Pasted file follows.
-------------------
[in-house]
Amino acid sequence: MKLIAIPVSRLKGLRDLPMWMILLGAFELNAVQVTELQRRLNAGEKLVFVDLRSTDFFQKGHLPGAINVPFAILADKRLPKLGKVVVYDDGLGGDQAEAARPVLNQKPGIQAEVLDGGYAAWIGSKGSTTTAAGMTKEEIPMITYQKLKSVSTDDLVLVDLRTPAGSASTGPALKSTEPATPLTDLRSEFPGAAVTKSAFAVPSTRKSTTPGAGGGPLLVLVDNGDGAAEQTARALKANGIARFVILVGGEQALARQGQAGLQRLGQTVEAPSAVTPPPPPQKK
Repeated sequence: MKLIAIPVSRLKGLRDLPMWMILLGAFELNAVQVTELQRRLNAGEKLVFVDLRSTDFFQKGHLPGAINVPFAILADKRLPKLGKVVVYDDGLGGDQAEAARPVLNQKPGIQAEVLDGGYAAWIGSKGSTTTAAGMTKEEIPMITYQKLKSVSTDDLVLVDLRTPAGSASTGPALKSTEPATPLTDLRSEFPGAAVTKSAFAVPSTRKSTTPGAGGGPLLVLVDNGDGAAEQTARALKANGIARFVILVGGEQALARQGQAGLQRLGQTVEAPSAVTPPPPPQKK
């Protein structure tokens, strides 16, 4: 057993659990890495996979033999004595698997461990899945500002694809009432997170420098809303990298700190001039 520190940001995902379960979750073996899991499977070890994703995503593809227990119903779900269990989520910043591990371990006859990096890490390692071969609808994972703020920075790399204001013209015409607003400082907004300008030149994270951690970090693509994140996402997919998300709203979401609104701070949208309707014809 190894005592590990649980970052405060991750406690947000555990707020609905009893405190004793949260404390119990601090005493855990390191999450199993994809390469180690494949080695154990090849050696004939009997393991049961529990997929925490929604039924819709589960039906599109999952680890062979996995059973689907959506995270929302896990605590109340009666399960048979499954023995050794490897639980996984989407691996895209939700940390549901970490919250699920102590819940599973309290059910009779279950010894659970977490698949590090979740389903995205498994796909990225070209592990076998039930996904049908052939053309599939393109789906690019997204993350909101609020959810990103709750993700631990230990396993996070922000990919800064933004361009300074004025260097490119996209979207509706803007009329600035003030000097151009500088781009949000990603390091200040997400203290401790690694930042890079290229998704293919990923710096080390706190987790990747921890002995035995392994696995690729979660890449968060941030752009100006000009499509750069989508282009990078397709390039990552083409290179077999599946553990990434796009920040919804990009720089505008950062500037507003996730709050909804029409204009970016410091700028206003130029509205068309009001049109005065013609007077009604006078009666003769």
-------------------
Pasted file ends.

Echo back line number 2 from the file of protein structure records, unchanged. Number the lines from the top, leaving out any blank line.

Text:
Amino acid sequence: MKLIAIPVSRLKGLRDLPMWMILLGAFELNAVQVTELQRRLNAGEKLVFVDLRSTDFFQKGHLPGAINVPFAILADKRLPKLGKVVVYDDGLGGDQAEAARPVLNQKPGIQAEVLDGGYAAWIGSKGSTTTAAGMTKEEIPMITYQKLKSVSTDDLVLVDLRTPAGSASTGPALKSTEPATPLTDLRSEFPGAAVTKSAFAVPSTRKSTTPGAGGGPLLVLVDNGDGAAEQTARALKANGIARFVILVGGEQALARQGQAGLQRLGQTVEAPSAVTPPPPPQKK